Council to create new school places after surge in demandBy Becky Barnes
October 23, 2012
Demand for primary school places in the borough is rocketing at four times the national average, according to a report by Bracknell Forest Council.
Work is now under way to create more places to cope with demand, which is predicted to increase by 24 per cent over the next five years, after councillors agreed the move at the executive meeting on Tuesday.
Dr Janette Karklins, director of children, young people and learning at Bracknell Forest Council, said pupil numbers were increasing nationally and it was predicted numbers would continue to increase in the borough, creating a shortfall of 843 primary places.
Based on the birth rate and housing growth assumptions, primary age pupil numbers in the borough are expected to increase by 2,075 from 8,714 to 10,789 by 2017 – which is double the national increase in half the time.
Councillor Dale Birch, executive member for adult social care and housing, said: “This is a very important subject and is key for parents. We must create new school places to keep pace with demand.”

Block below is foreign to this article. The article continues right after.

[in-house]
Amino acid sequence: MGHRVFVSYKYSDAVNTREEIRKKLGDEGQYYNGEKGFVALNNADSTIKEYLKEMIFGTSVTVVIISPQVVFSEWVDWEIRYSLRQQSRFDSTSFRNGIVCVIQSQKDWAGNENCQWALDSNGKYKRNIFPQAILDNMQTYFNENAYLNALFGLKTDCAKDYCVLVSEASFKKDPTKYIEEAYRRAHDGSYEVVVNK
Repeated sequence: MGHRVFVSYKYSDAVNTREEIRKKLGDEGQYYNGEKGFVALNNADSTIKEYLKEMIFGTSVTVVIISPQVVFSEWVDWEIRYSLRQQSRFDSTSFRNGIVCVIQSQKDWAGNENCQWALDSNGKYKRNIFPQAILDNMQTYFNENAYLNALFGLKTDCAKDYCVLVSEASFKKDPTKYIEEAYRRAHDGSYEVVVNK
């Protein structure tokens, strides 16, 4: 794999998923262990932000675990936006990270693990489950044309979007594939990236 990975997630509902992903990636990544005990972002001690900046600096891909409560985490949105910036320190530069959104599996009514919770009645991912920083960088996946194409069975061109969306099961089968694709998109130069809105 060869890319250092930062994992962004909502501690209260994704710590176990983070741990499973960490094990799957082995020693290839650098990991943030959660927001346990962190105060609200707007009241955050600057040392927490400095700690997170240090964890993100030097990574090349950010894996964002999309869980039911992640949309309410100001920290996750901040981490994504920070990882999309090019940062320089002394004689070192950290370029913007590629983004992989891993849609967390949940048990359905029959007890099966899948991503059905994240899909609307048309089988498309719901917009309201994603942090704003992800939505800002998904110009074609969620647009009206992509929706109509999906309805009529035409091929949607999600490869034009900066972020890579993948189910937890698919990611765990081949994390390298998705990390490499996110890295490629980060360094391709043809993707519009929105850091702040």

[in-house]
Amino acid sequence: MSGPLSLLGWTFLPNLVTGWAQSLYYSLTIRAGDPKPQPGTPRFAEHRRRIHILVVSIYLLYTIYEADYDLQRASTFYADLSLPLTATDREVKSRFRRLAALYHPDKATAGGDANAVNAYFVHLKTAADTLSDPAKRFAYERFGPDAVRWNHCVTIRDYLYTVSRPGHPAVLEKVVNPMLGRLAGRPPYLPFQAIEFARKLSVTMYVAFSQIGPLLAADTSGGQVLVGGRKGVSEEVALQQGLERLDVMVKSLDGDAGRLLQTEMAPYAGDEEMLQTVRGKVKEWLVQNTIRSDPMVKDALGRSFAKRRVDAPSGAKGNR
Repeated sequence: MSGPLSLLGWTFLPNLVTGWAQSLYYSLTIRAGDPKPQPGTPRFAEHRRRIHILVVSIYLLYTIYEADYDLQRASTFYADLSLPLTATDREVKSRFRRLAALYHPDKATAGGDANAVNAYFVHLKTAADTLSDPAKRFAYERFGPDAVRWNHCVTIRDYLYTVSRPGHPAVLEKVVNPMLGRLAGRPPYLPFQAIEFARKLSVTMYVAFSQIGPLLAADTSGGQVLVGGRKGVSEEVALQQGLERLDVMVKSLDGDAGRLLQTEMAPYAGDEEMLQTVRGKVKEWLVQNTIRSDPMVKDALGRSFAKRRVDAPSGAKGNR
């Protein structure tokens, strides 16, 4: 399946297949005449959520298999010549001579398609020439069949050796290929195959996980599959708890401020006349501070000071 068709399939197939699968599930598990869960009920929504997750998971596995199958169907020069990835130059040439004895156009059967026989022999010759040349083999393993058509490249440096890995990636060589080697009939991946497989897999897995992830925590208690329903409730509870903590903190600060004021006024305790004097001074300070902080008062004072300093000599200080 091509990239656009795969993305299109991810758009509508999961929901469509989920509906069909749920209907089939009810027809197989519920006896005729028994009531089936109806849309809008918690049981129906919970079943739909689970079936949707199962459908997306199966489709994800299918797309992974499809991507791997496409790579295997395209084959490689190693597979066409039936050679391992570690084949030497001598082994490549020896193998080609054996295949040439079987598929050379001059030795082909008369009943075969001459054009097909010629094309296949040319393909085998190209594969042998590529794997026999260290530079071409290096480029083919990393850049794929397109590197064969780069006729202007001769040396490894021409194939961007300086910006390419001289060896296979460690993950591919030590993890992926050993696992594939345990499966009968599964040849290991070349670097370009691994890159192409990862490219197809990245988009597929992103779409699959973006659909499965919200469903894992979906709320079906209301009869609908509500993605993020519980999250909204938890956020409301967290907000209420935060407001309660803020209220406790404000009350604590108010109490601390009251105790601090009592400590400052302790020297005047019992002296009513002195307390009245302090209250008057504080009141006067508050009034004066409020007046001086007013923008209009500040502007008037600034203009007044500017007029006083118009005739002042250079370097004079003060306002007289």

The School Places Plan also pointed out a deficit of secondary school places in North Bracknell and proposed those who apply for these could be offered places more than three miles away from home.
Although there is a surplus of secondary school places across the borough until 2017, schools such as Garth Hill College are oversubscribed.
The proposed Blue Mountain school was due to meet the increase in school numbers, but because of delays in plans it is not expected to open until 2018 at the earliest.
Options being explored until a new secondary opens include offering pupils places at schools with surplus places such as Easthampstead Park School and paying for transport if they live more than three miles away.
If the council choose this option, transport could cost up to £1.6 million over a nine year period.
Officers noted this option might be ‘unpopular’ with parents and would still leave a deficit of places if predicted numbers were accurate.
Another option would be a temporary facility to open in 2014 as an expansion of an existing school until the new school is built.
Councillor Gareth Barnard, executive member for children and young people, said: “The planning of places has significantly improved.
“Choosing the right place for your child to go to school is very important and we do our very best to provide school places as close to home as possible.
“We meet demand as best we can.”
Although the details of how the council plans to increase school places are confidential, methods the council may use include ‘surge’ classrooms – an additional form of entry for one year only.
The council may also consider opening new primary schools and did so in September 2011 with Jennett’s Park CE Primary School in September 2011.